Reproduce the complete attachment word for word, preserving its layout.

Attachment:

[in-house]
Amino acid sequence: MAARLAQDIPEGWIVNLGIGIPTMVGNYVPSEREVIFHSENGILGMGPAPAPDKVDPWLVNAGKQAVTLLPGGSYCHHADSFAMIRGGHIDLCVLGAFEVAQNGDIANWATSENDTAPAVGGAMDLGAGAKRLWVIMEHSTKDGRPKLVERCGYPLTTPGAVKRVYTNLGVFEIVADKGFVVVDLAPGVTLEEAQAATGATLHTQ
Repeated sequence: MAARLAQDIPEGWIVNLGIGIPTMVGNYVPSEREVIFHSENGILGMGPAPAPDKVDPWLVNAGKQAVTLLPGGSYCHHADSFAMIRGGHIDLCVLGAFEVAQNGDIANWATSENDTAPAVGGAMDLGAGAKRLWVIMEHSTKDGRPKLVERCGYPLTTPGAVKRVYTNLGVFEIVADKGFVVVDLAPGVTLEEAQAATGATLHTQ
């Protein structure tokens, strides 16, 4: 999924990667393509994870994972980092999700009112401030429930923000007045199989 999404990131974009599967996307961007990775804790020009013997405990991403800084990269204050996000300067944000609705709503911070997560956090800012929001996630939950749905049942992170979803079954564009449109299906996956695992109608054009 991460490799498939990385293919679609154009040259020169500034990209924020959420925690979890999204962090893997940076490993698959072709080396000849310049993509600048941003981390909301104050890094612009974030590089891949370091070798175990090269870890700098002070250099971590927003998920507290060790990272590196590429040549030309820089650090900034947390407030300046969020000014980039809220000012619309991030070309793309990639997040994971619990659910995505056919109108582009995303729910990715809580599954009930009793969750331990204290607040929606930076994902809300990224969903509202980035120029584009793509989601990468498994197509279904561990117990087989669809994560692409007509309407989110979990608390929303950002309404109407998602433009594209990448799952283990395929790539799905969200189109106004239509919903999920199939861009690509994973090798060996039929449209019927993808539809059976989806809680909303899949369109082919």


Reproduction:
[in-house]
Amino acid sequence: MAARLAQDIPEGWIVNLGIGIPTMVGNYVPSEREVIFHSENGILGMGPAPAPDKVDPWLVNAGKQAVTLLPGGSYCHHADSFAMIRGGHIDLCVLGAFEVAQNGDIANWATSENDTAPAVGGAMDLGAGAKRLWVIMEHSTKDGRPKLVERCGYPLTTPGAVKRVYTNLGVFEIVADKGFVVVDLAPGVTLEEAQAATGATLHTQ
Repeated sequence: MAARLAQDIPEGWIVNLGIGIPTMVGNYVPSEREVIFHSENGILGMGPAPAPDKVDPWLVNAGKQAVTLLPGGSYCHHADSFAMIRGGHIDLCVLGAFEVAQNGDIANWATSENDTAPAVGGAMDLGAGAKRLWVIMEHSTKDGRPKLVERCGYPLTTPGAVKRVYTNLGVFEIVADKGFVVVDLAPGVTLEEAQAATGATLHTQ
């Protein structure tokens, strides 16, 4: 999924990667393509994870994972980092999700009112401030429930923000007045199989 999404990131974009599967996307961007990775804790020009013997405990991403800084990269204050996000300067944000609705709503911070997560956090800012929001996630939950749905049942992170979803079954564009449109299906996956695992109608054009 991460490799498939990385293919679609154009040259020169500034990209924020959420925690979890999204962090893997940076490993698959072709080396000849310049993509600048941003981390909301104050890094612009974030590089891949370091070798175990090269870890700098002070250099971590927003998920507290060790990272590196590429040549030309820089650090900034947390407030300046969020000014980039809220000012619309991030070309793309990639997040994971619990659910995505056919109108582009995303729910990715809580599954009930009793969750331990204290607040929606930076994902809300990224969903509202980035120029584009793509989601990468498994197509279904561990117990087989669809994560692409007509309407989110979990608390929303950002309404109407998602433009594209990448799952283990395929790539799905969200189109106004239509919903999920199939861009690509994973090798060996039929449209019927993808539809059976989806809680909303899949369109082919």